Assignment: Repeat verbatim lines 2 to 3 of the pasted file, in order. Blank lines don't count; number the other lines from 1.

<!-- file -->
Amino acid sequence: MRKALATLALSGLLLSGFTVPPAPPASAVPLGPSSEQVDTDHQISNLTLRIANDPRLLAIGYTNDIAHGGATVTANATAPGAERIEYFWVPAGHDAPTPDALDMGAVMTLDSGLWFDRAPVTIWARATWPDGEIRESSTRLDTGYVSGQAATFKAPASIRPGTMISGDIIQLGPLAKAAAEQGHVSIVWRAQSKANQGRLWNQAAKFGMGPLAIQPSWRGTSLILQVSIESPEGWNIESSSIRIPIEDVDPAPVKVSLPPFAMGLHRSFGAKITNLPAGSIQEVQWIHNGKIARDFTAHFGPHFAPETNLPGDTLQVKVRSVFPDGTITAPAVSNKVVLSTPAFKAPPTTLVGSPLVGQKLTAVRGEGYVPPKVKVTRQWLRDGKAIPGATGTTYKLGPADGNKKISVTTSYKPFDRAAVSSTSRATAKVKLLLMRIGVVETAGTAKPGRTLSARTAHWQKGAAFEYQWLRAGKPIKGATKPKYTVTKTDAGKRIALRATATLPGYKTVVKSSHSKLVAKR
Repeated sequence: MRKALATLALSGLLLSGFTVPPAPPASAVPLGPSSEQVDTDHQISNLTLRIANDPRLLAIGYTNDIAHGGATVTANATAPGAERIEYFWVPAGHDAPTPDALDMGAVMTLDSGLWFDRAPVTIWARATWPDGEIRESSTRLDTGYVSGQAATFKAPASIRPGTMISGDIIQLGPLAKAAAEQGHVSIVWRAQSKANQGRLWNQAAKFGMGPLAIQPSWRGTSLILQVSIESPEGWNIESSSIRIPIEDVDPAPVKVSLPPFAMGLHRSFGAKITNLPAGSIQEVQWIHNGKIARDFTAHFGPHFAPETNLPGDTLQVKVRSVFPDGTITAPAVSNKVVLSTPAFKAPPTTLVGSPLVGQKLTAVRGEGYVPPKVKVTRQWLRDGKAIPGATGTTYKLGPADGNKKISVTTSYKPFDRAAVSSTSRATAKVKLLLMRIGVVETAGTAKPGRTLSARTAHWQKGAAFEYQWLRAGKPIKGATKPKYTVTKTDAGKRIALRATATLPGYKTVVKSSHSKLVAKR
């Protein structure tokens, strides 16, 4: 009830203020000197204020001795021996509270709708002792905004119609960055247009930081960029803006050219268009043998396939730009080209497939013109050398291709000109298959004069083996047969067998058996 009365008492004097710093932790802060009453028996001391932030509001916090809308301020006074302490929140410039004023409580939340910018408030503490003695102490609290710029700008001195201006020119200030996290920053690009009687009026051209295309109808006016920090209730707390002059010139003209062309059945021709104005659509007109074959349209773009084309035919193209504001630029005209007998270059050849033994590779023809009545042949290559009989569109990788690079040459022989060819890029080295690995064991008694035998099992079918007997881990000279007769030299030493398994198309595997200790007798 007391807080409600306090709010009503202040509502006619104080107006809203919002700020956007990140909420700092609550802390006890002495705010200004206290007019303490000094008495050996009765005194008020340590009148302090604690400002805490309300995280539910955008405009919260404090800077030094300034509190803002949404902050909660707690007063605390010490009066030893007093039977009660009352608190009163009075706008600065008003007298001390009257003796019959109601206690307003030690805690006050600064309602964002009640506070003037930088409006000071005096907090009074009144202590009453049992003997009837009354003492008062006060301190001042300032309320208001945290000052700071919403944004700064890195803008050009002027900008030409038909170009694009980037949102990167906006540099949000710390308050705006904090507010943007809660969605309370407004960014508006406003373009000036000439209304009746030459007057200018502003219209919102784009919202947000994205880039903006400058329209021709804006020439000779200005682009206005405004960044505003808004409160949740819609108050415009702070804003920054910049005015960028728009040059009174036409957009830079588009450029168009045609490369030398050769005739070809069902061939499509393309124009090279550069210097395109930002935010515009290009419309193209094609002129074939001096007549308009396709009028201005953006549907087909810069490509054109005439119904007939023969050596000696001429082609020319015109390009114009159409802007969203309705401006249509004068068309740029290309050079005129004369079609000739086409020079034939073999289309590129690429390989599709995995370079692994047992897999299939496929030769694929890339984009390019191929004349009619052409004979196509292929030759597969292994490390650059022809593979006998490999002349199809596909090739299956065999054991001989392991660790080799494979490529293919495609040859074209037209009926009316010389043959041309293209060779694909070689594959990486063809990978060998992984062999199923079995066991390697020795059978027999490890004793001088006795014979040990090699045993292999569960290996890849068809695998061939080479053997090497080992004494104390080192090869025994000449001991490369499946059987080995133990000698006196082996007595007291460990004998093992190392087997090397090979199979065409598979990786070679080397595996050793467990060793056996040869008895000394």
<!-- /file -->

Repeated sequence: MRKALATLALSGLLLSGFTVPPAPPASAVPLGPSSEQVDTDHQISNLTLRIANDPRLLAIGYTNDIAHGGATVTANATAPGAERIEYFWVPAGHDAPTPDALDMGAVMTLDSGLWFDRAPVTIWARATWPDGEIRESSTRLDTGYVSGQAATFKAPASIRPGTMISGDIIQLGPLAKAAAEQGHVSIVWRAQSKANQGRLWNQAAKFGMGPLAIQPSWRGTSLILQVSIESPEGWNIESSSIRIPIEDVDPAPVKVSLPPFAMGLHRSFGAKITNLPAGSIQEVQWIHNGKIARDFTAHFGPHFAPETNLPGDTLQVKVRSVFPDGTITAPAVSNKVVLSTPAFKAPPTTLVGSPLVGQKLTAVRGEGYVPPKVKVTRQWLRDGKAIPGATGTTYKLGPADGNKKISVTTSYKPFDRAAVSSTSRATAKVKLLLMRIGVVETAGTAKPGRTLSARTAHWQKGAAFEYQWLRAGKPIKGATKPKYTVTKTDAGKRIALRATATLPGYKTVVKSSHSKLVAKR
């Protein structure tokens, strides 16, 4: 009830203020000197204020001795021996509270709708002792905004119609960055247009930081960029803006050219268009043998396939730009080209497939013109050398291709000109298959004069083996047969067998058996 009365008492004097710093932790802060009453028996001391932030509001916090809308301020006074302490929140410039004023409580939340910018408030503490003695102490609290710029700008001195201006020119200030996290920053690009009687009026051209295309109808006016920090209730707390002059010139003209062309059945021709104005659509007109074959349209773009084309035919193209504001630029005209007998270059050849033994590779023809009545042949290559009989569109990788690079040459022989060819890029080295690995064991008694035998099992079918007997881990000279007769030299030493398994198309595997200790007798 007391807080409600306090709010009503202040509502006619104080107006809203919002700020956007990140909420700092609550802390006890002495705010200004206290007019303490000094008495050996009765005194008020340590009148302090604690400002805490309300995280539910955008405009919260404090800077030094300034509190803002949404902050909660707690007063605390010490009066030893007093039977009660009352608190009163009075706008600065008003007298001390009257003796019959109601206690307003030690805690006050600064309602964002009640506070003037930088409006000071005096907090009074009144202590009453049992003997009837009354003492008062006060301190001042300032309320208001945290000052700071919403944004700064890195803008050009002027900008030409038909170009694009980037949102990167906006540099949000710390308050705006904090507010943007809660969605309370407004960014508006406003373009000036000439209304009746030459007057200018502003219209919102784009919202947000994205880039903006400058329209021709804006020439000779200005682009206005405004960044505003808004409160949740819609108050415009702070804003920054910049005015960028728009040059009174036409957009830079588009450029168009045609490369030398050769005739070809069902061939499509393309124009090279550069210097395109930002935010515009290009419309193209094609002129074939001096007549308009396709009028201005953006549907087909810069490509054109005439119904007939023969050596000696001429082609020319015109390009114009159409802007969203309705401006249509004068068309740029290309050079005129004369079609000739086409020079034939073999289309590129690429390989599709995995370079692994047992897999299939496929030769694929890339984009390019191929004349009619052409004979196509292929030759597969292994490390650059022809593979006998490999002349199809596909090739299956065999054991001989392991660790080799494979490529293919495609040859074209037209009926009316010389043959041309293209060779694909070689594959990486063809990978060998992984062999199923079995066991390697020795059978027999490890004793001088006795014979040990090699045993292999569960290996890849068809695998061939080479053997090497080992004494104390080192090869025994000449001991490369499946059987080995133990000698006196082996007595007291460990004998093992190392087997090397090979199979065409598979990786070679080397595996050793467990060793056996040869008895000394």